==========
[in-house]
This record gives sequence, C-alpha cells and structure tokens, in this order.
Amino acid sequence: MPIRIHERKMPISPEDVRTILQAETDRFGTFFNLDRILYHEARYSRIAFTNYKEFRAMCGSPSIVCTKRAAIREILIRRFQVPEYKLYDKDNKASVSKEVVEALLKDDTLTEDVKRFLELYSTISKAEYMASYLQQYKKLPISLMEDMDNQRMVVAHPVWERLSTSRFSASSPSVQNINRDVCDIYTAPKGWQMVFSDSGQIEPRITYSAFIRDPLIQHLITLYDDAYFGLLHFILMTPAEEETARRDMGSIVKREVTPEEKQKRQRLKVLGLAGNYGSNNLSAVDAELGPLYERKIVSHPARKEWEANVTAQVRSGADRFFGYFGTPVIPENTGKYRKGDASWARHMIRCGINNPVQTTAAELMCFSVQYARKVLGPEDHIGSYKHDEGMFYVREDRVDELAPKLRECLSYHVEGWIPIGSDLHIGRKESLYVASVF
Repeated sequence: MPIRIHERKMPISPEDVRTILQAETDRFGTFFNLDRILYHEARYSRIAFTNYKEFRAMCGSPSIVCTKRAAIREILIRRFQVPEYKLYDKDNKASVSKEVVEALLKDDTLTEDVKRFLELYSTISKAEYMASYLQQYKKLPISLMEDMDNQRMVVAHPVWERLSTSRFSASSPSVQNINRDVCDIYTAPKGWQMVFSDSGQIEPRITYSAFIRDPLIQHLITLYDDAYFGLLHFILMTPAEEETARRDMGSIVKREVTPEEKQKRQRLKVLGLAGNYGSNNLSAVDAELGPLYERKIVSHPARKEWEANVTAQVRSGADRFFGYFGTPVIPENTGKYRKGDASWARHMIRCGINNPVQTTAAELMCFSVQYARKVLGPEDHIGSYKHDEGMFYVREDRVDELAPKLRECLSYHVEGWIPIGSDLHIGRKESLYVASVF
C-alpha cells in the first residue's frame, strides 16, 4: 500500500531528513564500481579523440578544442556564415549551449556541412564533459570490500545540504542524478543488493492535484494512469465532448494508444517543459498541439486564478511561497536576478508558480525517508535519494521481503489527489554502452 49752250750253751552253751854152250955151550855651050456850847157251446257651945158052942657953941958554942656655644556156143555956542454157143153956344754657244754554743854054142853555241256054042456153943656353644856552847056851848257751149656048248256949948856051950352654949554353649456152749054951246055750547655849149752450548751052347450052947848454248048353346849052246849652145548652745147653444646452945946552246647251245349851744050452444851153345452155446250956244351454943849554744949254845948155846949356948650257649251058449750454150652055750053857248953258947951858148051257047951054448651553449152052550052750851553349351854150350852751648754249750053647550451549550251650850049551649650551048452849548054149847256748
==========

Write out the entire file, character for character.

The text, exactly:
[in-house]
This record gives sequence, C-alpha cells and structure tokens, in this order.
Amino acid sequence: MPIRIHERKMPISPEDVRTILQAETDRFGTFFNLDRILYHEARYSRIAFTNYKEFRAMCGSPSIVCTKRAAIREILIRRFQVPEYKLYDKDNKASVSKEVVEALLKDDTLTEDVKRFLELYSTISKAEYMASYLQQYKKLPISLMEDMDNQRMVVAHPVWERLSTSRFSASSPSVQNINRDVCDIYTAPKGWQMVFSDSGQIEPRITYSAFIRDPLIQHLITLYDDAYFGLLHFILMTPAEEETARRDMGSIVKREVTPEEKQKRQRLKVLGLAGNYGSNNLSAVDAELGPLYERKIVSHPARKEWEANVTAQVRSGADRFFGYFGTPVIPENTGKYRKGDASWARHMIRCGINNPVQTTAAELMCFSVQYARKVLGPEDHIGSYKHDEGMFYVREDRVDELAPKLRECLSYHVEGWIPIGSDLHIGRKESLYVASVF
Repeated sequence: MPIRIHERKMPISPEDVRTILQAETDRFGTFFNLDRILYHEARYSRIAFTNYKEFRAMCGSPSIVCTKRAAIREILIRRFQVPEYKLYDKDNKASVSKEVVEALLKDDTLTEDVKRFLELYSTISKAEYMASYLQQYKKLPISLMEDMDNQRMVVAHPVWERLSTSRFSASSPSVQNINRDVCDIYTAPKGWQMVFSDSGQIEPRITYSAFIRDPLIQHLITLYDDAYFGLLHFILMTPAEEETARRDMGSIVKREVTPEEKQKRQRLKVLGLAGNYGSNNLSAVDAELGPLYERKIVSHPARKEWEANVTAQVRSGADRFFGYFGTPVIPENTGKYRKGDASWARHMIRCGINNPVQTTAAELMCFSVQYARKVLGPEDHIGSYKHDEGMFYVREDRVDELAPKLRECLSYHVEGWIPIGSDLHIGRKESLYVASVF
C-alpha cells in the first residue's frame, strides 16, 4: 500500500531528513564500481579523440578544442556564415549551449556541412564533459570490500545540504542524478543488493492535484494512469465532448494508444517543459498541439486564478511561497536576478508558480525517508535519494521481503489527489554502452 49752250750253751552253751854152250955151550855651050456850847157251446257651945158052942657953941958554942656655644556156143555956542454157143153956344754657244754554743854054142853555241256054042456153943656353644856552847056851848257751149656048248256949948856051950352654949554353649456152749054951246055750547655849149752450548751052347450052947848454248048353346849052246849652145548652745147653444646452945946552246647251245349851744050452444851153345452155446250956244351454943849554744949254845948155846949356948650257649251058449750454150652055750053857248953258947951858148051257047951054448651553449152052550052750851553349351854150350852751648754249750053647550451549550251650850049551649650551048452849548054149847256748